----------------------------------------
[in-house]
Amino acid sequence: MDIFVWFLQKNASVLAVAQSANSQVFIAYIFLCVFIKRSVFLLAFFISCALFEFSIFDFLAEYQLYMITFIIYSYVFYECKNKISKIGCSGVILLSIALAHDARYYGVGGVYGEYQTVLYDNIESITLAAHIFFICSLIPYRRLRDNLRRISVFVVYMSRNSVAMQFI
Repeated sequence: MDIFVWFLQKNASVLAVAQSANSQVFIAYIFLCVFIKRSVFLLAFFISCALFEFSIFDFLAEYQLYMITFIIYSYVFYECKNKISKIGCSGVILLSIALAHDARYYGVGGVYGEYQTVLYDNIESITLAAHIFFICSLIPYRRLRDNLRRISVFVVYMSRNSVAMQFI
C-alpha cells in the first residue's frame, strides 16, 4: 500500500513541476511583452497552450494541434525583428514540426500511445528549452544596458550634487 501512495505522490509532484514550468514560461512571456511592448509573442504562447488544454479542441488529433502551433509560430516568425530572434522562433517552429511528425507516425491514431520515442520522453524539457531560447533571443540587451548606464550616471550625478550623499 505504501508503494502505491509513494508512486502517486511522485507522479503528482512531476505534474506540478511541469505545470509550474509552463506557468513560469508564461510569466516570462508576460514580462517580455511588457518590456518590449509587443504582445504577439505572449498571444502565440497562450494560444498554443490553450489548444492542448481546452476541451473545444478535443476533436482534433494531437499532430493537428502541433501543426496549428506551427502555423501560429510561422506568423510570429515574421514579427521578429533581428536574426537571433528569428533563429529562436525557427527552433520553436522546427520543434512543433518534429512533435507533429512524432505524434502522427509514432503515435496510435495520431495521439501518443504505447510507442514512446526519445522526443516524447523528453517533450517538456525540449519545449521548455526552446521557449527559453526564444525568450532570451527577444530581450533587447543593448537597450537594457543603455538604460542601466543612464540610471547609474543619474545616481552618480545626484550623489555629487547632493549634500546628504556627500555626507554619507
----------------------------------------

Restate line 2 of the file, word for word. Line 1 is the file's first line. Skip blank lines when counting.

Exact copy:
Amino acid sequence: MDIFVWFLQKNASVLAVAQSANSQVFIAYIFLCVFIKRSVFLLAFFISCALFEFSIFDFLAEYQLYMITFIIYSYVFYECKNKISKIGCSGVILLSIALAHDARYYGVGGVYGEYQTVLYDNIESITLAAHIFFICSLIPYRRLRDNLRRISVFVVYMSRNSVAMQFI